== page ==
Worldwide icon-chevron-right South Pacific icon-chevron-right Australia icon-chevron-right Sydney icon-chevron-right The best public art in Sydney

The best public art in Sydney

Some of the best art in Sydney is hiding in plain sight – on the streets

Victorian terrace painted with Aboriginal flag colours
Photograph: Anna Kucera Reko Rennie with local artists 'Welcome to Redfern', 2013

Public art – in any city – is a notoriously fraught business. No matter how hard you try to make everyone happy, every work will have its detractors. Some more than others, of course. Notable spats in Sydney’s public art history include the time residents threatened to dismantle Ken Unsworth’s ‘poo on sticks’ sculpture in Darlinghurst (it still stands); the time NSW Parliamentarian Helen Sham-Ho said Lin Li’s ‘Golden Water Mouth’ sculpture in Chinatown “looks like a penis”; and the time Oz editor Richard Neville ran a cover photo of himself and two others peeing into Tom Bass’s P&O Wall Fountain.

That said, who could possibly argue for a city without public art? It’s (mostly) good for the eyes, good for the soul, and improves even the most uninviting locations. It’s also good for business, which has been part of the drive in Sydney over the last decade to revitalise laneways and commercial precincts with commissions from contemporary artists, architects and designers. In 2007, the City of Sydney appointed their first Public Art Advisory Panel – a mix of artists, curators and architects that currently includes Carriageworks director Lisa Havilah and installation artist Janet Laurence. Now you know who to thank/complain to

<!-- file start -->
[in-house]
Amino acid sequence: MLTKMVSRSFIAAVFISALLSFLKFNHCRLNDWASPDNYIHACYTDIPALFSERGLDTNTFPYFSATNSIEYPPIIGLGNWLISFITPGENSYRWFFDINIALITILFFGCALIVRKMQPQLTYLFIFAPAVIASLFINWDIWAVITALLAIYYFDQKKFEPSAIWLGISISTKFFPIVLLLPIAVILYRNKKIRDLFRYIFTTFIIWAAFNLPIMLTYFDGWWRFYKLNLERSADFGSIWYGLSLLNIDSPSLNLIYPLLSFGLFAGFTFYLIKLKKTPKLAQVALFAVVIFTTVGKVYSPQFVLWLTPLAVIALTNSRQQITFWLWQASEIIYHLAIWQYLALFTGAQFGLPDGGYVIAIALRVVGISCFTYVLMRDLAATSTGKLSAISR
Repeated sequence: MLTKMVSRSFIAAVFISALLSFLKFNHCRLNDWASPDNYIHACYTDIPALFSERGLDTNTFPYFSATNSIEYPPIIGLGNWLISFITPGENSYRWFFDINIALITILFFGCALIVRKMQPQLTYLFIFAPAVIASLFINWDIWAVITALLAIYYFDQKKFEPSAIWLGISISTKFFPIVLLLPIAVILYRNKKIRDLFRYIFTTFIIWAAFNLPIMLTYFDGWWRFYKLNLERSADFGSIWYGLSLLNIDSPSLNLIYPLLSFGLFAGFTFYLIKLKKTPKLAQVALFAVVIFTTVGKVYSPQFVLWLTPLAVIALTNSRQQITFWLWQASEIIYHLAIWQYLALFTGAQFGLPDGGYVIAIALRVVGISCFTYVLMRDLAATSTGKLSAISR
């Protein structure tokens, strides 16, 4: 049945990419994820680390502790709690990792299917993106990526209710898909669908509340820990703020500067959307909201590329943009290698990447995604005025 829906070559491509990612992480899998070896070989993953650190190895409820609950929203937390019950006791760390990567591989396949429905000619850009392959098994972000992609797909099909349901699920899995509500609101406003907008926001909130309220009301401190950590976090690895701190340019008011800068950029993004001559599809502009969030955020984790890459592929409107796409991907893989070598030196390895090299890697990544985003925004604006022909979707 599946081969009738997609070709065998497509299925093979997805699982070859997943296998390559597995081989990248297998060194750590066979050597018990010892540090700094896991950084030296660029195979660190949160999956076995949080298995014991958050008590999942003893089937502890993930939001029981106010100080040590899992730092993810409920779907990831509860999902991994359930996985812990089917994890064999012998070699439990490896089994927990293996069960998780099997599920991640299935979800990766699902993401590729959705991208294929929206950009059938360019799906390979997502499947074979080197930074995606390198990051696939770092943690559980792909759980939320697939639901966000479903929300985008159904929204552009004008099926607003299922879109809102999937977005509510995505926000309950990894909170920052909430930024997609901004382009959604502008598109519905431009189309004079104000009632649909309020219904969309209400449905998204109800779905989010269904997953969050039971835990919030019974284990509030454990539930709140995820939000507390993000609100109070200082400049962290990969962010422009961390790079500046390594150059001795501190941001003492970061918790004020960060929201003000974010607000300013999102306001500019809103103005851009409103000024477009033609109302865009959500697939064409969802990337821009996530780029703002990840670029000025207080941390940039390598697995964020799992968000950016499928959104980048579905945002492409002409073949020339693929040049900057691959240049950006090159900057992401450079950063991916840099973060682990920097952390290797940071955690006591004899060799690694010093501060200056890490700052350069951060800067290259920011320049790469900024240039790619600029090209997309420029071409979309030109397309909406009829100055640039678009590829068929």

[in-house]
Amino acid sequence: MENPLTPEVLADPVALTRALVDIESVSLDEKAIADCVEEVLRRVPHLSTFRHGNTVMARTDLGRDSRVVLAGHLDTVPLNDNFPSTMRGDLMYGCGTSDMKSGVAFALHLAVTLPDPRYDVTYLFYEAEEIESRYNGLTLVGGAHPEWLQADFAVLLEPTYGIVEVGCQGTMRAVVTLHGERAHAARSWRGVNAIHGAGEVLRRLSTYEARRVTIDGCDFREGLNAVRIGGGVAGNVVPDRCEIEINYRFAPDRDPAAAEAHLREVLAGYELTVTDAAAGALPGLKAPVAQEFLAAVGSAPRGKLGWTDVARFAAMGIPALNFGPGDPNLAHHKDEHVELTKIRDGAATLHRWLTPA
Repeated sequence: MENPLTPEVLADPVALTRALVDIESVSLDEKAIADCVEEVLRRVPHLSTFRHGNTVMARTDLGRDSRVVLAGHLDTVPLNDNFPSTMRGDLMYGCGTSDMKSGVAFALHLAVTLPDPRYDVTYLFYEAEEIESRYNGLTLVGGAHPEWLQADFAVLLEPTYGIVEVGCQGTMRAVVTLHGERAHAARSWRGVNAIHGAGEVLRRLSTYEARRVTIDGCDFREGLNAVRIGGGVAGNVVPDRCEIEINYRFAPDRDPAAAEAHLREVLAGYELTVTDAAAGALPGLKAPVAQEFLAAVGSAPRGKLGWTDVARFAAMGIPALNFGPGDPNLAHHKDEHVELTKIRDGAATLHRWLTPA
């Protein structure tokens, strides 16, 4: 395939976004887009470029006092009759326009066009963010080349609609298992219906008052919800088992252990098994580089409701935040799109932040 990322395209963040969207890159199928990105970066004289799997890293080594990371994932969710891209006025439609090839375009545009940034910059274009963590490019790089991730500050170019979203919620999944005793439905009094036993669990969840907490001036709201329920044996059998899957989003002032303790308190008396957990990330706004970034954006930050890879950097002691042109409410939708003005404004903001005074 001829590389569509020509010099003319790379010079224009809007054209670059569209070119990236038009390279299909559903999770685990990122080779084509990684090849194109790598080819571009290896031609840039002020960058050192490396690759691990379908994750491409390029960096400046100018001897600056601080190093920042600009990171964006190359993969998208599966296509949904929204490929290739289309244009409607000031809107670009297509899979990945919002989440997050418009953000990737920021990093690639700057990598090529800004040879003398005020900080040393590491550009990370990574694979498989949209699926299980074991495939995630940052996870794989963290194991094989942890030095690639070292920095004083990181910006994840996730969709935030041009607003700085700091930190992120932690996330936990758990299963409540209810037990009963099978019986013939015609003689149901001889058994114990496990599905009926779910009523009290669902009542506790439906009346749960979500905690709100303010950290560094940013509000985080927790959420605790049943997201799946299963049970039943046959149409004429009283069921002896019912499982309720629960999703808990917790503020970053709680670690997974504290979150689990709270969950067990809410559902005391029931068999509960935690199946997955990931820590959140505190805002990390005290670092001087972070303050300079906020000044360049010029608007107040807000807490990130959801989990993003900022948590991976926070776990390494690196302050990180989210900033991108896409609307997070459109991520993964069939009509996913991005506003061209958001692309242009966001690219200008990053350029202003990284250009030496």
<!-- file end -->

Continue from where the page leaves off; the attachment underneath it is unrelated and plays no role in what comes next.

While there are some permanent, long-standing works, there are also pieces coming and going almost every month. Here are some of our favourites that you can seek out throughout the city.

As The Crow Flies
Photograph: Supplied
Art, Public art

As The Crow Flies (2017)

Darling Harbour

Reko Rennie's latest public installation features 1500 square metres of large feathers stencilled over several major buildings and rooftops at Barangaroo South. It speaks to Rennie's identity as an Aboriginal Kamilaroi man, and the significance of the crow in Indigenous cultures, using just two colours: bright cobalt blue and the neon pink that appears in many of his works. Rennie said: “The feathers mirror a congregation of people – a meeting place of diverse individuals, philosophies and histories – coming together, reflecting the hive of activity that is unfolding in the redevelopment of Sydney’s Barangaroo precinct.”

Like art?